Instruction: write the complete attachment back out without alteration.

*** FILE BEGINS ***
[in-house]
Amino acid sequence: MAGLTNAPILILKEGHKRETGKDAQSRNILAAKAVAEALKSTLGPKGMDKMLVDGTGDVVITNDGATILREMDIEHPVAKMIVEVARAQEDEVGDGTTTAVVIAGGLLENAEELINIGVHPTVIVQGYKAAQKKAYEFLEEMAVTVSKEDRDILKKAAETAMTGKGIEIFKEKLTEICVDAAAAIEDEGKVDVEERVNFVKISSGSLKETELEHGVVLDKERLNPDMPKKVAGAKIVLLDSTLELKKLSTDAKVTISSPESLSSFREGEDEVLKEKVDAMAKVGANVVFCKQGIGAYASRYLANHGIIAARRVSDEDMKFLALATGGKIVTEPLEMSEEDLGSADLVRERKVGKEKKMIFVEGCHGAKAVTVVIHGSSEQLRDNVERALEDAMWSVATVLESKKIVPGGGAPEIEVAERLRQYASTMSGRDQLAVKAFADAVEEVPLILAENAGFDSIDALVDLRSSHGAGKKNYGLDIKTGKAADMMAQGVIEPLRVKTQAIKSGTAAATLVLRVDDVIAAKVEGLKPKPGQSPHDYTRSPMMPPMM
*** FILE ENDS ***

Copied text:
[in-house]
Amino acid sequence: MAGLTNAPILILKEGHKRETGKDAQSRNILAAKAVAEALKSTLGPKGMDKMLVDGTGDVVITNDGATILREMDIEHPVAKMIVEVARAQEDEVGDGTTTAVVIAGGLLENAEELINIGVHPTVIVQGYKAAQKKAYEFLEEMAVTVSKEDRDILKKAAETAMTGKGIEIFKEKLTEICVDAAAAIEDEGKVDVEERVNFVKISSGSLKETELEHGVVLDKERLNPDMPKKVAGAKIVLLDSTLELKKLSTDAKVTISSPESLSSFREGEDEVLKEKVDAMAKVGANVVFCKQGIGAYASRYLANHGIIAARRVSDEDMKFLALATGGKIVTEPLEMSEEDLGSADLVRERKVGKEKKMIFVEGCHGAKAVTVVIHGSSEQLRDNVERALEDAMWSVATVLESKKIVPGGGAPEIEVAERLRQYASTMSGRDQLAVKAFADAVEEVPLILAENAGFDSIDALVDLRSSHGAGKKNYGLDIKTGKAADMMAQGVIEPLRVKTQAIKSGTAAATLVLRVDDVIAAKVEGLKPKPGQSPHDYTRSPMMPPMM